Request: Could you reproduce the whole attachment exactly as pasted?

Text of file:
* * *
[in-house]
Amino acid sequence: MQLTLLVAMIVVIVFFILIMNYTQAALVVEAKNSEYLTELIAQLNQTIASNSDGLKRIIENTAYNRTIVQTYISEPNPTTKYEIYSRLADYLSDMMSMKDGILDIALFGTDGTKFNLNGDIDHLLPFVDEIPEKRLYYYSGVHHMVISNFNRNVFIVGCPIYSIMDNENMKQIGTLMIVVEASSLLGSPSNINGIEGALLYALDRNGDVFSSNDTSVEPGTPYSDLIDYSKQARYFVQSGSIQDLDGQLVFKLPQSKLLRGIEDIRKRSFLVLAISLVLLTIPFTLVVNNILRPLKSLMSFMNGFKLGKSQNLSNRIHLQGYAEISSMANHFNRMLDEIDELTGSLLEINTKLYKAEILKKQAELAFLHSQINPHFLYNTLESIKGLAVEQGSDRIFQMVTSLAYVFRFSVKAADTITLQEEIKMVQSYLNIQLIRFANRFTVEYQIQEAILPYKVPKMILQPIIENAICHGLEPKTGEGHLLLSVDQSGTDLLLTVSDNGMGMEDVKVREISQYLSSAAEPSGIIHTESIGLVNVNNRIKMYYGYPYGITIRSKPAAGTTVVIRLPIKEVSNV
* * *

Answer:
[in-house]
Amino acid sequence: MQLTLLVAMIVVIVFFILIMNYTQAALVVEAKNSEYLTELIAQLNQTIASNSDGLKRIIENTAYNRTIVQTYISEPNPTTKYEIYSRLADYLSDMMSMKDGILDIALFGTDGTKFNLNGDIDHLLPFVDEIPEKRLYYYSGVHHMVISNFNRNVFIVGCPIYSIMDNENMKQIGTLMIVVEASSLLGSPSNINGIEGALLYALDRNGDVFSSNDTSVEPGTPYSDLIDYSKQARYFVQSGSIQDLDGQLVFKLPQSKLLRGIEDIRKRSFLVLAISLVLLTIPFTLVVNNILRPLKSLMSFMNGFKLGKSQNLSNRIHLQGYAEISSMANHFNRMLDEIDELTGSLLEINTKLYKAEILKKQAELAFLHSQINPHFLYNTLESIKGLAVEQGSDRIFQMVTSLAYVFRFSVKAADTITLQEEIKMVQSYLNIQLIRFANRFTVEYQIQEAILPYKVPKMILQPIIENAICHGLEPKTGEGHLLLSVDQSGTDLLLTVSDNGMGMEDVKVREISQYLSSAAEPSGIIHTESIGLVNVNNRIKMYYGYPYGITIRSKPAAGTTVVIRLPIKEVSNV